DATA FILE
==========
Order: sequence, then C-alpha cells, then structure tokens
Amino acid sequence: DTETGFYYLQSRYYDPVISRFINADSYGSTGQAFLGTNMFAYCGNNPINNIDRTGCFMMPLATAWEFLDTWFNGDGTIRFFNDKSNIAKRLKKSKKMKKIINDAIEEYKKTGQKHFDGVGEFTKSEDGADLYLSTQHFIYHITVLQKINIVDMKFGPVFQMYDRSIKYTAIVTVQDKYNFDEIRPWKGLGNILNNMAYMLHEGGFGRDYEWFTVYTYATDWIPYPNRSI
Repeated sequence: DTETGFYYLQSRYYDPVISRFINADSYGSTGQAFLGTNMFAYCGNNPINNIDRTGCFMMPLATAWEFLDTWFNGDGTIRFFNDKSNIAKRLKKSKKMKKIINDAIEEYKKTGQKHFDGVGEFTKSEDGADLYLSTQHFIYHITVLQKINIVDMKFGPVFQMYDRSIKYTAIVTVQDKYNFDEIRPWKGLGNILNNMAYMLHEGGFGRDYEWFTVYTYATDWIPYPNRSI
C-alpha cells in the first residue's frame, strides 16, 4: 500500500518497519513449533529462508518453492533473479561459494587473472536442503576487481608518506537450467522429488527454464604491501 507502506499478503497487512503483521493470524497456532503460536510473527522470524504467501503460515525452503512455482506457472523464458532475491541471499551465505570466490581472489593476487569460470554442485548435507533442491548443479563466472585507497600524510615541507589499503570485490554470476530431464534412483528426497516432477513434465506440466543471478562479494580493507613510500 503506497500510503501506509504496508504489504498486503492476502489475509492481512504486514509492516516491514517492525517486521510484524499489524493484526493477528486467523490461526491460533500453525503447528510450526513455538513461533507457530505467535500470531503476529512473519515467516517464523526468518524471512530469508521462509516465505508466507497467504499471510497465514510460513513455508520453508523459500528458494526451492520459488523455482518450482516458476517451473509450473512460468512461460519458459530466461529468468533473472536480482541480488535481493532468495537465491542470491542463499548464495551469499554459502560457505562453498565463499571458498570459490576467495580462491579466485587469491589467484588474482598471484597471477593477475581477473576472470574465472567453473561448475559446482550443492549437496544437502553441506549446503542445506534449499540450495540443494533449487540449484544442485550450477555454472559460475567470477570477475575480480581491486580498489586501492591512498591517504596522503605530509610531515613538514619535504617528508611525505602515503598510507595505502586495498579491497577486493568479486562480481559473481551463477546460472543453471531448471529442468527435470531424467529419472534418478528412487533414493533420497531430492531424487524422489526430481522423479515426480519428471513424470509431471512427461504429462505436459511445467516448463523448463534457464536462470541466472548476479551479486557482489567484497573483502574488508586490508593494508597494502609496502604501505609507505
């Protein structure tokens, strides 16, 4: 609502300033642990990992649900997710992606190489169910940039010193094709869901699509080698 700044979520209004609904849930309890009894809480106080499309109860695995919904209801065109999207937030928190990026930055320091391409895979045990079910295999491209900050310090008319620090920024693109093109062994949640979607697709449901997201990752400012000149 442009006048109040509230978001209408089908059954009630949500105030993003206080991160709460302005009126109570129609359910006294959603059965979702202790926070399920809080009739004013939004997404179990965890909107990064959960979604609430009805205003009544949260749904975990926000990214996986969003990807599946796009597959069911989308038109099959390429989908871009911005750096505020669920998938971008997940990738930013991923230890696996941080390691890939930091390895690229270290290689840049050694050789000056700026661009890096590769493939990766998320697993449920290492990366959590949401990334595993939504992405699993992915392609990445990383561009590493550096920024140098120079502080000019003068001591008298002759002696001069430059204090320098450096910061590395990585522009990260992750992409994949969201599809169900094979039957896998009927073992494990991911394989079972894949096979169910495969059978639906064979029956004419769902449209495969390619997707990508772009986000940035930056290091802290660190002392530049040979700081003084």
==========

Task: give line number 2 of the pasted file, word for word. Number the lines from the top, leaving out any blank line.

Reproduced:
Amino acid sequence: DTETGFYYLQSRYYDPVISRFINADSYGSTGQAFLGTNMFAYCGNNPINNIDRTGCFMMPLATAWEFLDTWFNGDGTIRFFNDKSNIAKRLKKSKKMKKIINDAIEEYKKTGQKHFDGVGEFTKSEDGADLYLSTQHFIYHITVLQKINIVDMKFGPVFQMYDRSIKYTAIVTVQDKYNFDEIRPWKGLGNILNNMAYMLHEGGFGRDYEWFTVYTYATDWIPYPNRSI